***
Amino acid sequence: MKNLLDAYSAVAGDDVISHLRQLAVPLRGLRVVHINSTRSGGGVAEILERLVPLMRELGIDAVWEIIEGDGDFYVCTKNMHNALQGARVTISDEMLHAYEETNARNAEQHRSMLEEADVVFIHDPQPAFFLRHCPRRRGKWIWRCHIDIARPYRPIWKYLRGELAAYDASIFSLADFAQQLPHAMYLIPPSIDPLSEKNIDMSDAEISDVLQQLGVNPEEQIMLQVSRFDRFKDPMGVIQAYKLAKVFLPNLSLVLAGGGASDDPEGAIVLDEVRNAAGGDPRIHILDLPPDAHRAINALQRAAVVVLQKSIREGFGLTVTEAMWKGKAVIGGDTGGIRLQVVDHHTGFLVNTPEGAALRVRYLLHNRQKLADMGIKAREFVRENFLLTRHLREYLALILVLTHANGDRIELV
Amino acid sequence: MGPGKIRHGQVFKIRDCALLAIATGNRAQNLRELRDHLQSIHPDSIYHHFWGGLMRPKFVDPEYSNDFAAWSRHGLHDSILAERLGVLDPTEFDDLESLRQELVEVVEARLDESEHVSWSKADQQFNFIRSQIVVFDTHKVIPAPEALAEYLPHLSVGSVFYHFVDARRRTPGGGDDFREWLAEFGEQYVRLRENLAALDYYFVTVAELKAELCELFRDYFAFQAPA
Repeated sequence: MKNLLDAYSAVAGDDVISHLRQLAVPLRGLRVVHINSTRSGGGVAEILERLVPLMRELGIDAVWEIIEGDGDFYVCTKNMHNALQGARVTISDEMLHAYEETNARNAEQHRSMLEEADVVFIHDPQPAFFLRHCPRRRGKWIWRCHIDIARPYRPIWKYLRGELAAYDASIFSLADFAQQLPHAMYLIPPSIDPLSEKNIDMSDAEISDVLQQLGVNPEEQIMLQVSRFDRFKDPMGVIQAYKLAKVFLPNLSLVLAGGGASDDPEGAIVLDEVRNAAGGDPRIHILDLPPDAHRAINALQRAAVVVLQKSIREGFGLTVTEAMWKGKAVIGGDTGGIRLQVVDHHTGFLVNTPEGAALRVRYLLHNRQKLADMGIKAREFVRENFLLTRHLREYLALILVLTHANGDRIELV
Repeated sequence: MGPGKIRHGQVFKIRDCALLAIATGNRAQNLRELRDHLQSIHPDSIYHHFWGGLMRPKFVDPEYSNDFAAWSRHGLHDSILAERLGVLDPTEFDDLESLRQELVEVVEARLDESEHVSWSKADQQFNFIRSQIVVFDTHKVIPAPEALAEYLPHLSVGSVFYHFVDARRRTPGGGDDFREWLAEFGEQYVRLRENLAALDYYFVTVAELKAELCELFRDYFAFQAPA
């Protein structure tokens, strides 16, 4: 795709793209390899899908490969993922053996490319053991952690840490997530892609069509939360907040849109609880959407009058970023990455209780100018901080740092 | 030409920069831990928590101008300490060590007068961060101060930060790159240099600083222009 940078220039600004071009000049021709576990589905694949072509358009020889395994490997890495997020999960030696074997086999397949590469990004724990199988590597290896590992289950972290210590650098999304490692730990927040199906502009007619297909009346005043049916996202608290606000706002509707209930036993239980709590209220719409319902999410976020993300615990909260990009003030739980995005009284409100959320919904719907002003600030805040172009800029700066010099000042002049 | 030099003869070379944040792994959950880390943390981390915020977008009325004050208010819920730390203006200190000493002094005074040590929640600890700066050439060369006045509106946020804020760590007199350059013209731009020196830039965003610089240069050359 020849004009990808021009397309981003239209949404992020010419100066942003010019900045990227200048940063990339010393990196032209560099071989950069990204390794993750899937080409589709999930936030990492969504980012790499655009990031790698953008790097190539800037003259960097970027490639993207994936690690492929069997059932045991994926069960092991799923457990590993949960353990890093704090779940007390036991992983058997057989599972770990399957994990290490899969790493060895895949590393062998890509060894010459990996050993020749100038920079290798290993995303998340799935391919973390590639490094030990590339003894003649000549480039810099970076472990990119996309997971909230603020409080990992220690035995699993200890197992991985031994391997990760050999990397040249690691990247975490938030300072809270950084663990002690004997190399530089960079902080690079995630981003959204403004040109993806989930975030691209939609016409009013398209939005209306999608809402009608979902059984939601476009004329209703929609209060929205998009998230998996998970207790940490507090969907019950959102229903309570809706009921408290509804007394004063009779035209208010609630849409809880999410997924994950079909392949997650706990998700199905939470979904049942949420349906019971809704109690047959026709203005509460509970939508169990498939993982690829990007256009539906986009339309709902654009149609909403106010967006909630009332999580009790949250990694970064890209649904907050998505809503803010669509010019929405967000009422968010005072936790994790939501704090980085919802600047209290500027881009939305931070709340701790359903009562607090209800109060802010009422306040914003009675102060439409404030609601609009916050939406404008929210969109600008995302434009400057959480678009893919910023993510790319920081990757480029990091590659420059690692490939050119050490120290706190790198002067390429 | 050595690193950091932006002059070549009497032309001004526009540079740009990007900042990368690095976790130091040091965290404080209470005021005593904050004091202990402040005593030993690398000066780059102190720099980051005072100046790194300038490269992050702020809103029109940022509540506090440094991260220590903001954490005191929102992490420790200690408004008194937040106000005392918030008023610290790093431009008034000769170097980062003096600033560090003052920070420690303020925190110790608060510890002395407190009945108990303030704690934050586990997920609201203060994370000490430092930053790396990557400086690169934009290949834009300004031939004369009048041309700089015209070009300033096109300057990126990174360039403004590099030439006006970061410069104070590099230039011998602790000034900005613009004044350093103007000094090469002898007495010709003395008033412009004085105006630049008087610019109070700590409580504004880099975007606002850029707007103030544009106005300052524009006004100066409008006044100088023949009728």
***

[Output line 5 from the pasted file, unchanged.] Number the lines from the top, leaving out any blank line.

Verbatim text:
């Protein structure tokens, strides 16, 4: 795709793209390899899908490969993922053996490319053991952690840490997530892609069509939360907040849109609880959407009058970023990455209780100018901080740092 | 030409920069831990928590101008300490060590007068961060101060930060790159240099600083222009 940078220039600004071009000049021709576990589905694949072509358009020889395994490997890495997020999960030696074997086999397949590469990004724990199988590597290896590992289950972290210590650098999304490692730990927040199906502009007619297909009346005043049916996202608290606000706002509707209930036993239980709590209220719409319902999410976020993300615990909260990009003030739980995005009284409100959320919904719907002003600030805040172009800029700066010099000042002049 | 030099003869070379944040792994959950880390943390981390915020977008009325004050208010819920730390203006200190000493002094005074040590929640600890700066050439060369006045509106946020804020760590007199350059013209731009020196830039965003610089240069050359 020849004009990808021009397309981003239209949404992020010419100066942003010019900045990227200048940063990339010393990196032209560099071989950069990204390794993750899937080409589709999930936030990492969504980012790499655009990031790698953008790097190539800037003259960097970027490639993207994936690690492929069997059932045991994926069960092991799923457990590993949960353990890093704090779940007390036991992983058997057989599972770990399957994990290490899969790493060895895949590393062998890509060894010459990996050993020749100038920079290798290993995303998340799935391919973390590639490094030990590339003894003649000549480039810099970076472990990119996309997971909230603020409080990992220690035995699993200890197992991985031994391997990760050999990397040249690691990247975490938030300072809270950084663990002690004997190399530089960079902080690079995630981003959204403004040109993806989930975030691209939609016409009013398209939005209306999608809402009608979902059984939601476009004329209703929609209060929205998009998230998996998970207790940490507090969907019950959102229903309570809706009921408290509804007394004063009779035209208010609630849409809880999410997924994950079909392949997650706990998700199905939470979904049942949420349906019971809704109690047959026709203005509460509970939508169990498939993982690829990007256009539906986009339309709902654009149609909403106010967006909630009332999580009790949250990694970064890209649904907050998505809503803010669509010019929405967000009422968010005072936790994790939501704090980085919802600047209290500027881009939305931070709340701790359903009562607090209800109060802010009422306040914003009675102060439409404030609601609009916050939406404008929210969109600008995302434009400057959480678009893919910023993510790319920081990757480029990091590659420059690692490939050119050490120290706190790198002067390429 | 050595690193950091932006002059070549009497032309001004526009540079740009990007900042990368690095976790130091040091965290404080209470005021005593904050004091202990402040005593030993690398000066780059102190720099980051005072100046790194300038490269992050702020809103029109940022509540506090440094991260220590903001954490005191929102992490420790200690408004008194937040106000005392918030008023610290790093431009008034000769170097980062003096600033560090003052920070420690303020925190110790608060510890002395407190009945108990303030704690934050586990997920609201203060994370000490430092930053790396990557400086690169934009290949834009300004031939004369009048041309700089015209070009300033096109300057990126990174360039403004590099030439006006970061410069104070590099230039011998602790000034900005613009004044350093103007000094090469002898007495010709003395008033412009004085105006630049008087610019109070700590409580504004880099975007606002850029707007103030544009106005300052524009006004100066409008006044100088023949009728």